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Using standard notations for time periods (for flow measures) and points of time (for stock measures) is important as they are frequently applied to all forms of business communication. This requires standard notations for the visual direction of time, time period and points of time abbreviations and – in charts with horizontal time axes – category widths.


Visual direction of time periods

In charts, horizontal axes visualize data series over time. In tables, present data series over time in columns. In both cases time moves from left to right.



Time period and points of time abbreviations

For a better understanding, use unified abbreviations for time periods and points in time. The following abbreviations work well:




A “.” (full-stop) before the period name indicates the first day of a time period, e.g. “.2015” for the first day of 2015 or “.Jun” for the first day of June.


Likewise, append a “.” (full-stop) to the period name to visualize the last day of a time period, e.g. “2015.” for the last day of 2015 or “Jun.” for the last day of June.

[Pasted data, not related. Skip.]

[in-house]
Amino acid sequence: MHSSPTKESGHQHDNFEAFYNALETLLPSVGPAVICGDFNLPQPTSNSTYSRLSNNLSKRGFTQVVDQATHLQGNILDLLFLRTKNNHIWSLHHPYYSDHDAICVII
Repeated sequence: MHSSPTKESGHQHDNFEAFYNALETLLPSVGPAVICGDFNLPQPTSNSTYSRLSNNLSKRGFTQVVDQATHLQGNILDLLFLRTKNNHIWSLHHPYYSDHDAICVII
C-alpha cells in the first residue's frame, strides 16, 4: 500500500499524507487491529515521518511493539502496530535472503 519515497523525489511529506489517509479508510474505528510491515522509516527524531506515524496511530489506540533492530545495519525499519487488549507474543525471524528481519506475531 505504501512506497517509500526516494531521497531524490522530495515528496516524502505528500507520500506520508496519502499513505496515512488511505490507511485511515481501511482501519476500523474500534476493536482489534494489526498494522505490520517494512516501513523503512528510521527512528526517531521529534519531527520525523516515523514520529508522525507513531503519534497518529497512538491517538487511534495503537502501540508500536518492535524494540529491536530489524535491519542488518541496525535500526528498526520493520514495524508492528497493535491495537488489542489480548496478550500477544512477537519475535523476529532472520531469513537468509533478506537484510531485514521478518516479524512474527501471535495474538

The sign “..” (two full-stops) indicates a time span, e.g. “Jan..Mar” (without blanks) for “from January to March.” N.B.: Use two dots instead of three dots (ellipsis). 


Category widths

When helpful, differentiate different types of time periods with different category widths according to this rule: the longer the period the wider the category segments on the category axis.


It might be necessary to use rather wide category segments to label stacked columns or rather narrow category segments due to restricted dashboard space. In any case, if certain period types have been allocated certain category widths, this allocation should be the same for the entire report or presentation.




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